it may seem outrageous to draw a link between free play, imagination, and creativity in childhood and survival in the future. but it’s real, and has in various ways been written about by the hbr (harvard business review), forbes, quartz, mckinsey quarterly, the ny times and many many other publications.
that machines will come in and take over large parts of what has so far been considered “our” work, is known. large tracts of work that is linear, repetitive, logical, efficiency driven and tactical will be farmed out to machines who are more productive and have lower margin of error.
the work that will survive is creative, non-linear, complex and involving human skills such as empathy, grit, self awareness and control. helping kids play more “will equip them to be relevant to the workplace and to society,” said john goodwin, ceo of the lego foundation and the former chief financial officer for the lego group.
in such a situation what is the point of focussing our child’s “educational” activities on gathering knowledge, improving computational skills, making linear connections…. “we’re trying to train our kids to be better computers, but our kids will never be better computers than computers,” says kathy hirsh-pasek, a professor of psychology at temple university said in an article in the new york times.
these skills will come, everybody learnt them at some point in time – but should they be the sole focus? absolutely not.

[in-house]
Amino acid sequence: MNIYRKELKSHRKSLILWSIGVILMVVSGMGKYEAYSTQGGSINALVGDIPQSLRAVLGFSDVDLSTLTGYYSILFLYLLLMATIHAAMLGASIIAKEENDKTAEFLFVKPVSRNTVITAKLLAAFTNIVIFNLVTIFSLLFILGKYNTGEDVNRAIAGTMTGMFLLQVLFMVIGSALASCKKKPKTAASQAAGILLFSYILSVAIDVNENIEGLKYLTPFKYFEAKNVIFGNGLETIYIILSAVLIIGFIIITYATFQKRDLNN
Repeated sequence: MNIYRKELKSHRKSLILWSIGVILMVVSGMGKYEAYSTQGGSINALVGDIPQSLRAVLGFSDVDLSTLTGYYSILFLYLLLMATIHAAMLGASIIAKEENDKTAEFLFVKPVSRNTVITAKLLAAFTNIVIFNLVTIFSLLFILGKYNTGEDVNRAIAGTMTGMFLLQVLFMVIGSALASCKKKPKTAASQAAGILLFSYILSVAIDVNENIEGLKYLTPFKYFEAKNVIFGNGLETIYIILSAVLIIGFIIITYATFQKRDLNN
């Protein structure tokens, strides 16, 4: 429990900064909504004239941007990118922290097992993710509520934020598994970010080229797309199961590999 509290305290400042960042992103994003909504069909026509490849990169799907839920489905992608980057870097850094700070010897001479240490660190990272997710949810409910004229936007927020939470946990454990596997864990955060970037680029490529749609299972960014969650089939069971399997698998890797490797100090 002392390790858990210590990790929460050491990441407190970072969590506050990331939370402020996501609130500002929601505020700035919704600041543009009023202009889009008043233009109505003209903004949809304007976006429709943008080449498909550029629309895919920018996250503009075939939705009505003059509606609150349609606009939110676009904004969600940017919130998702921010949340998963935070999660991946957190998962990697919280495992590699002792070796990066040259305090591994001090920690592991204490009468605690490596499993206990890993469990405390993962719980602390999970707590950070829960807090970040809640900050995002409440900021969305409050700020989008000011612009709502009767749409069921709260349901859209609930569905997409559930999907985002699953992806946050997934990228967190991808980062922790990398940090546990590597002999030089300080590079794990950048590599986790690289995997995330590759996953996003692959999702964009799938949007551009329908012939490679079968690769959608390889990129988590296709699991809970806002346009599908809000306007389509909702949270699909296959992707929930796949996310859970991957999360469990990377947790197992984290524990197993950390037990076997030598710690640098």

decades of research has shown that creative play is supremely important in allowing children to develop imagination, problem solving skills, social skills, learning to learn and an internal locus of control. sir ken robinson says, “the simple act of free, self-initiated play helps unlock a child’s innate creativity, imagination, interests and talents… it helps children to uncover who they are, and imparts invaluable skills they will need to possess in the uncertain future they will face tomorrow.”
the bad news –
this sort of play is on the decline – from the time children become “pre school ready”, or even before this nowadays – parents get busy looking for organised “activities” to park their children in – learning to swim, learning to dance, learning to draw, playing a sport, going to school, writing the alphabet, tracing the alphabet, sorting out shapes, identifying animals, puzzles, worksheet – whether at home or school the list of “activities” (no matter how innovative and interesting) is detrimental to play.
these “activities” assume a linear view of learning – there is a goal set by the adult, and the child is led along a pre-determined path by the adult to arrive at the goal. in this scenario, the child may have learnt what the adult hoped to accomplish but nowhere has the child discovered something about himself/herself, used their own internal locus of control, used their inherent imagination and creativity, developed any social skills (like empathy, self awareness, ability to deal with failure)… in what way then are we preparing our children for the future which needs these skills most?
the good news –
this sort of self directed imaginative play is not that complex to build!! it’s a natural process for children – “studies have shown, that if we’re well fed, safe and rested, all mammals including our children will play spontaneously” stuart brown.
- all we need to do above all is have faith in our children and their ability to self-direct, and play in a way that is beneficial to their own development – physical, emotional and cognitive
- give them freedom! - we need to do is allow a little bit of time everyday for our children to be free from any guided activity or task
- have a lot of open-ended toys that children can transform with their imaginations
- have developmentally appropriate toys that are safe for the child to use without constant guidance or monitoring and that are suitable for certain stages of their physical development